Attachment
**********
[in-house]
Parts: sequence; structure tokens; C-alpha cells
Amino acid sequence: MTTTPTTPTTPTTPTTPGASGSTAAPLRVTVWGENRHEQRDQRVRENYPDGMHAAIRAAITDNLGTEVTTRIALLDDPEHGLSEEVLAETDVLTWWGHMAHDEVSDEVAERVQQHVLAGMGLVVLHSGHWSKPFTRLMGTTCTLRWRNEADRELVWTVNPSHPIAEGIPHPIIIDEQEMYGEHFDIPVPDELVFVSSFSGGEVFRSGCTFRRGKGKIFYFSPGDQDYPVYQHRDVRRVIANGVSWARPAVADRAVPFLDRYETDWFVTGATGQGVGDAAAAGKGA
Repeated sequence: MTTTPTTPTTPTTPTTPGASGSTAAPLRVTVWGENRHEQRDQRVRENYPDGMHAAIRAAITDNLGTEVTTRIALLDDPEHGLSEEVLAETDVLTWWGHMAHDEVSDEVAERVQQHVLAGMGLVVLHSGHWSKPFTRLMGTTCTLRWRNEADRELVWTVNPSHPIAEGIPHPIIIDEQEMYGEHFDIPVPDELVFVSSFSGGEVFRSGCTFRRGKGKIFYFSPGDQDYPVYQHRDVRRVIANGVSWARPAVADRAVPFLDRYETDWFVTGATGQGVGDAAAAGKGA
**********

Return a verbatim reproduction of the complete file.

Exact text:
[in-house]
Parts: sequence; structure tokens; C-alpha cells
Amino acid sequence: MTTTPTTPTTPTTPTTPGASGSTAAPLRVTVWGENRHEQRDQRVRENYPDGMHAAIRAAITDNLGTEVTTRIALLDDPEHGLSEEVLAETDVLTWWGHMAHDEVSDEVAERVQQHVLAGMGLVVLHSGHWSKPFTRLMGTTCTLRWRNEADRELVWTVNPSHPIAEGIPHPIIIDEQEMYGEHFDIPVPDELVFVSSFSGGEVFRSGCTFRRGKGKIFYFSPGDQDYPVYQHRDVRRVIANGVSWARPAVADRAVPFLDRYETDWFVTGATGQGVGDAAAAGKGA
Repeated sequence: MTTTPTTPTTPTTPTTPGASGSTAAPLRVTVWGENRHEQRDQRVRENYPDGMHAAIRAAITDNLGTEVTTRIALLDDPEHGLSEEVLAETDVLTWWGHMAHDEVSDEVAERVQQHVLAGMGLVVLHSGHWSKPFTRLMGTTCTLRWRNEADRELVWTVNPSHPIAEGIPHPIIIDEQEMYGEHFDIPVPDELVFVSSFSGGEVFRSGCTFRRGKGKIFYFSPGDQDYPVYQHRDVRRVIANGVSWARPAVADRAVPFLDRYETDWFVTGATGQGVGDAAAAGKGA